Dangerous Liaisons

Make No Mistake

To keep your enthusiasm in check, caution is the key. Here are some things to consider:

  • Don't coerce your employees to volunteer or make contributions. Consider what happened when a Chicago telecommunications company pressured employees to buy tickets to a political fund-raiser. A supervisor circulated a memo urging them to buy tickets and informing them that the company would keep track of who did. The memo included thinly veiled threats about the employees' future employment if they failed to attend. The company raised $113,125--but had to pay a $150,000 penalty for violating election laws.

Your company can legally urge stockholders and management-level employees to support a given candidate or ballot issue if you think a particular election result is in the interest of the business. "The federal government doesn't want to restrict companies from advising stockholders on matters in the interest of the company," says Steven Baron, a litigation attorney with D'Ancona & Pflaum in Chicago. "It's the nonstockholder employees you have to worry about."

If you want to give your rank-and-file employees a chance to sign a petition, follow the example of an Omaha, Nebraska, company that set up a table in the company cafeteria to allow employees to sign a petition on a tax issue that would benefit the company. The company circulated a memo stating the company's strong support for the amendment and describing the opportunity to sign the petition. The people collecting signatures weren't company employees, so everyone could feel comfortable supporting or not supporting the initiative. It's also important not to give anything of value in exchange for a signature, including perceived rewards.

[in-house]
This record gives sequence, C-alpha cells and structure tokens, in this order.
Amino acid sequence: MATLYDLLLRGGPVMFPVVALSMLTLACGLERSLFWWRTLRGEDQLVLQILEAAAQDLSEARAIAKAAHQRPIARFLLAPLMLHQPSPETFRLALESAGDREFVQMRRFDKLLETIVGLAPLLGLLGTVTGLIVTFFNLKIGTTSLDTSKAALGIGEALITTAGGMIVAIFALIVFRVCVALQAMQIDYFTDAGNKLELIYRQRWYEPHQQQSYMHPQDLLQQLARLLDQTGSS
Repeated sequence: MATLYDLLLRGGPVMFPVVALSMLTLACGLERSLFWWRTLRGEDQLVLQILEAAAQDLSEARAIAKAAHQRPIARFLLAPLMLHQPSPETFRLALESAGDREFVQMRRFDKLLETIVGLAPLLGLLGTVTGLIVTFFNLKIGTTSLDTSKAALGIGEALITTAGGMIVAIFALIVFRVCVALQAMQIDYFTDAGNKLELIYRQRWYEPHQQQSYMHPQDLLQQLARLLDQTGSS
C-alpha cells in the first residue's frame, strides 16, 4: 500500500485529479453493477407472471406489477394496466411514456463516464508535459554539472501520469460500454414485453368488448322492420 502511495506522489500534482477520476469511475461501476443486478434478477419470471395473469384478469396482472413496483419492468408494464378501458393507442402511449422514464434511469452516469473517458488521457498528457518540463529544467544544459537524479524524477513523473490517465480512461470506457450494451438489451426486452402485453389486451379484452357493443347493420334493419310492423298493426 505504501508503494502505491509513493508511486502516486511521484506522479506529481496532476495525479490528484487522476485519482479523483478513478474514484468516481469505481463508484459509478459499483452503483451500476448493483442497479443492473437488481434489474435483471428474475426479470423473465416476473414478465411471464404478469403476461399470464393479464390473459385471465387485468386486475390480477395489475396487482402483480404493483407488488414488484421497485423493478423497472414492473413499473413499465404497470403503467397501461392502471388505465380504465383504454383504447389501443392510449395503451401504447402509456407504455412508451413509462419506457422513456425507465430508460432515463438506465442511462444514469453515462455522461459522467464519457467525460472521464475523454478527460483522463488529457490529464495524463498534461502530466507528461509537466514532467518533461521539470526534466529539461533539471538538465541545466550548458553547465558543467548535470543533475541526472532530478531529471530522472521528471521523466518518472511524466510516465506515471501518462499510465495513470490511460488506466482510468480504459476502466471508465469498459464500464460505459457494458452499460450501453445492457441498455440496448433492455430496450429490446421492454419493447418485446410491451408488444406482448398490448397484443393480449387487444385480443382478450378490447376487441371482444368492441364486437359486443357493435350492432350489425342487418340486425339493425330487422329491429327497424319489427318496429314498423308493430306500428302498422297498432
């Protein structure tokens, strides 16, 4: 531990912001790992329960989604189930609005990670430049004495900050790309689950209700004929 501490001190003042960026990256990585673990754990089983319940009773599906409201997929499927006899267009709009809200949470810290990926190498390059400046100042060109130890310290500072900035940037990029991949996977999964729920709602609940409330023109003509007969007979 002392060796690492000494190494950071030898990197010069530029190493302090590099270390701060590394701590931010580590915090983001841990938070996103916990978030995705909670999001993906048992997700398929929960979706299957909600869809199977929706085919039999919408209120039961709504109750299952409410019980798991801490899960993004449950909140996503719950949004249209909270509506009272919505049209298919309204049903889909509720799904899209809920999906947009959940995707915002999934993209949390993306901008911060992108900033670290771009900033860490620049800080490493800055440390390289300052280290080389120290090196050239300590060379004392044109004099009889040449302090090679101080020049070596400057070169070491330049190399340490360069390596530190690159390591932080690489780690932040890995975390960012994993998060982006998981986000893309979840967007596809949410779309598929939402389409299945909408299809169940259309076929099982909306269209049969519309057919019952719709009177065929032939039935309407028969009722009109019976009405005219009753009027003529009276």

• Be sure to report the value of in-kind contributions. If you host a fund-raiser on your business's premises, the value of food or drink counts toward the campaign limit (unless it's incidental as defined by the FEC). It should also be reported to the FEC by the candidate's campaign. If you're in the food or beverage industry, you can provide your goods to a federal candidate at a discount as long as the total doesn't exceed $1,000 per campaign. The campaign should also pay at least a nominal fee for using the facility. (Federal law does allow the free use of a place of business for a campaign event under certain narrow circumstances.)
  • Establish a separate fund for whatever political contributions your state allows. Don't mix your business and political records. If you want to invest in a campaign, it's perfectly legal to spend an unlimited amount of money to benefit a candidate--and even run print ads or TV commercials--as long as you don't consult the candidate or campaign committee about your actions, Slabach says. Keep it completely independent, and use a fund separate from your business's.

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This article was originally published in the October 1998 print edition of Entrepreneur with the headline: Dangerous Liaisons.

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